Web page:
tips

Thinking about tweeting pictures of your package to some college chicks? Head of a public company whose board might take issue with the shots and try and force you out? If you want to keep your job, schedule a meeting (10 days after you get caught) and take several pages from Congressman Anthony Weiner’s playabook. Read more »

Gorman

So you’ve started a hedge fund and have decided the best way to maximize returns for investors is by trading on material non-public information. With the government’s crackdown on insider trading, odds are you will ultimately get caught and, if you’ve suffered blunt trauma to the head, will decide to take your chances at a trial by jury rather than settle. If you’d like some level of assurance you’ll have better odds than Raj Rajaratnam, who was deemed guilty by Day 2 of deliberations (despite the jury taking 12 days to spit it out), consider these tips from one of the women, Leila Gonzalez Gorman, who helped sent him away. Read more »

  • 05 May 2011 at 3:43 PM

Hedge Funds Crowding The Ping Pong Trade

Earlier this week, we took a serious look at a sport beloved to a certain hedge fund in Stamford, CT: ping pong. Second only to trading and hunting humans, p-pong is the pastime that is often cited internally as the secret to this firm’s success, the practice of which has made what started out as a 2-bit boiler room into the powerhouse fund it is today. A prescient call, as today Bloomberg has published an article quoting table tennis experts on ping pong being the hottest new thing in the business community.

“It’s like a real-life version of LinkedIn,” says founder Peter Farnsworth. “We’re bringing the business community together through pingpong.”

According to Alan Williams, of sports management firm North American Table Tennis, “Everyone who plays table tennis [will] live longer, be smarter, and be more attractive.” While true, this affirmation did not please our hedge fund manager who, as we all know, is above all else a trend-setting icon, not a follower. He doesn’t hop on bandwagons, he builds them from the ground up (see: skinny jeans) and the burns them down when others pile on, years later. Read more »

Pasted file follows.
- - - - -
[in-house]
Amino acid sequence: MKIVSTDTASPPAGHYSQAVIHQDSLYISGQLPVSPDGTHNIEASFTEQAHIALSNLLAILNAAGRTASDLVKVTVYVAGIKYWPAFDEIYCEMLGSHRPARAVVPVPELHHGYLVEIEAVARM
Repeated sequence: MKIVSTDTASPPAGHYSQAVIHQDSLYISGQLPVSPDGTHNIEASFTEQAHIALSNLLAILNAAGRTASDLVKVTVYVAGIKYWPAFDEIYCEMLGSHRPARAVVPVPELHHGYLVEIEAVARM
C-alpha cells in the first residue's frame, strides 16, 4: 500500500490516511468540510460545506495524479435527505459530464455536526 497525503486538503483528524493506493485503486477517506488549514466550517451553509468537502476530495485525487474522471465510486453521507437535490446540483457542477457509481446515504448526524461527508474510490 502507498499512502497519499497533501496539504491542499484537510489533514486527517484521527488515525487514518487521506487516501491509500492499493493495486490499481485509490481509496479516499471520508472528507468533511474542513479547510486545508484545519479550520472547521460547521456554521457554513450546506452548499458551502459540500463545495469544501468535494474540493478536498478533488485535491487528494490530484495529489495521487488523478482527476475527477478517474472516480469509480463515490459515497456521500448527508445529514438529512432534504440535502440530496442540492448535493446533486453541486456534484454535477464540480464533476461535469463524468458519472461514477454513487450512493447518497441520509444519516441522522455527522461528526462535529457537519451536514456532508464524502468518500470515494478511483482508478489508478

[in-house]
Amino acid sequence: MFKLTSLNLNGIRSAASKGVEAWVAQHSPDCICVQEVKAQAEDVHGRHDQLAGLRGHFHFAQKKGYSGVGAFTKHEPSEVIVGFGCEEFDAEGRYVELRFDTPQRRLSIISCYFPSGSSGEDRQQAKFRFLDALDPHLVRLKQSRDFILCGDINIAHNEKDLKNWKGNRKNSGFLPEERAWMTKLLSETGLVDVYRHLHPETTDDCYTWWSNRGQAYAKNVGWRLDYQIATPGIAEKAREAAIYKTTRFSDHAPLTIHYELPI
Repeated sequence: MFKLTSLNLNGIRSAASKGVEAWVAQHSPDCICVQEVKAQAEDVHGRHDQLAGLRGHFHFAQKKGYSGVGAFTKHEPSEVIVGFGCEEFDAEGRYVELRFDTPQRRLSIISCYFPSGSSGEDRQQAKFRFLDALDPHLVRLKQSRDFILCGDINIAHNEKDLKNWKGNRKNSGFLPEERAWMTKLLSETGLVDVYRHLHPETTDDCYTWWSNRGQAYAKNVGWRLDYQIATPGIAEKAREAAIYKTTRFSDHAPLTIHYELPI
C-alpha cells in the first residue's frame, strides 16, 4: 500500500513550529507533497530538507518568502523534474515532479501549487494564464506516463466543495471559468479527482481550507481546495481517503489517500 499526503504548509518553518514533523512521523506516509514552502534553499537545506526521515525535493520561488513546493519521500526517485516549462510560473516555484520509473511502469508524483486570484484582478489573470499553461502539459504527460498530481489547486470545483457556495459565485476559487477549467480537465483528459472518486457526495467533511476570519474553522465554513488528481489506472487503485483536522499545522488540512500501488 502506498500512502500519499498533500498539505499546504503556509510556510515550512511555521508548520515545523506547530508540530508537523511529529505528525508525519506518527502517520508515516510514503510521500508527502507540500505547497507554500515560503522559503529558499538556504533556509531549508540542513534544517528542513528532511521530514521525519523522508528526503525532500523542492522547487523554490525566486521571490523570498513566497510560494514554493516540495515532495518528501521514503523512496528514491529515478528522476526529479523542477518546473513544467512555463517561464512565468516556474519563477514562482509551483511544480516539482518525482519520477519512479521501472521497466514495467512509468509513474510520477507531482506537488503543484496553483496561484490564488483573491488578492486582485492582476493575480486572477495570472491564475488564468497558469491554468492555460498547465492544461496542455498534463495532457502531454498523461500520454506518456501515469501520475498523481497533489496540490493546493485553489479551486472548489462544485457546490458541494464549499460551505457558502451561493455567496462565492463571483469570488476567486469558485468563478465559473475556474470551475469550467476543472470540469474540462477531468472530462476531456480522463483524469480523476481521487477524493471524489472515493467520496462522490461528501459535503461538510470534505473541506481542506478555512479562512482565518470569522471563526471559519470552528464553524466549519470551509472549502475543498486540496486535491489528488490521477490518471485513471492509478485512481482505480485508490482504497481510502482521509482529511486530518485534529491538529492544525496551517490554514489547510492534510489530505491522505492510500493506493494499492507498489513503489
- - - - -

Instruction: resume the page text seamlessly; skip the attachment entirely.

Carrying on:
Belitsky

A week or so ago, Dan Wuebben woke up at his best bud John Belitsky’s apartment. The duo had been celebrating Dan’s 31st birthday, and they wanted to keep the party going. “It seemed like everybody was away,” Belitsky said. “And I said, ‘Let’s do something great and fun and serious and magical and bigger than us.’ ” Order a couple hookers? No. Bigger. Hit up a Color Me Mine? Bigger. See if they could eat six Saltines in 60 seconds? Bigger still. They thought and they thought and they thought some more and then finally, it came to D. Dubs.

Wuebben remembered a tale about estimating the cost of a cross-country cab ride. “That’s the ticket,” Belitsky said he replied, telling his friend, “Dan, you’re the only guy you know who’d do this — and I’m the only guy you know who would pay for it.”

Read more »

If you’ve been keeping up with the Raj Rajaratnam insider trading trial, you may have come to the conclusion that things have not been going so hot for the Galleon founder. Though he is of course innocent until proven guilty, so far jurors have heard that Raj’s brother felt the need to destroy his big brother’s “private notebooks,” tapes of Raj telling Danielle Chiesi to keep their dealings on the down low, tapes of Raj telling a friend he knew to buy shares of a company because “one of our guys is on the board,” and testimony from former McKinsey exec that Raj paid him $1 million for his tip about AMD’s acquisition of ATI. Sure, Raj’s former head of research testified he never heard the boss asking for inside information and that the big man was “the most prepared of” any of the Galleon team simply by virtue of being “amazingly educated on the issues at hand” but the odds of getting off? Not so great. That’s why he needs a Hail Mary- one in which he’ll dazzle ‘em with fashion. Read more »

If you’ve been keeping up with the Raj Rajaratnam insider trading trial, you may have come to the conclusion that things have not been going so hot for the Galleon founder. Though he is of course innocent until proven guilty, so far jurors have heard that Raj’s brother felt the need to destroy his big brother’s “private notebooks,” tapes of Raj telling Danielle Chiesi to keep their dealings on the down low, tapes of Raj telling a friend he knew to buy shares of a company because “one of our guys is on the board,” and testimony from former McKinsey exec that Raj paid him $1 million for his tip about AMD’s acquisition of ATI, leaving one to conclude Rajaratnam doesn’t have a snowball’s chance in hell of getting off. Unless, of course, some sort of improbable information emerged, like evidence that it wasn’t actually Raj on all those taped phone calls, or the 7-man defense team caught a lucky break. A tip, if you will, that they’d be fools not to trade on. Read more »

  • 25 Mar 2011 at 4:08 PM

Want To Mix It Up With A Colleague?

BusinessWeek is here to help! The magazine, for some reason, is offering tips for people interested in “picking-up” a co-worker. Read more »

According to John Carney and his colleague Ash Bennington, the career-making individuals you must get close to include: Read more »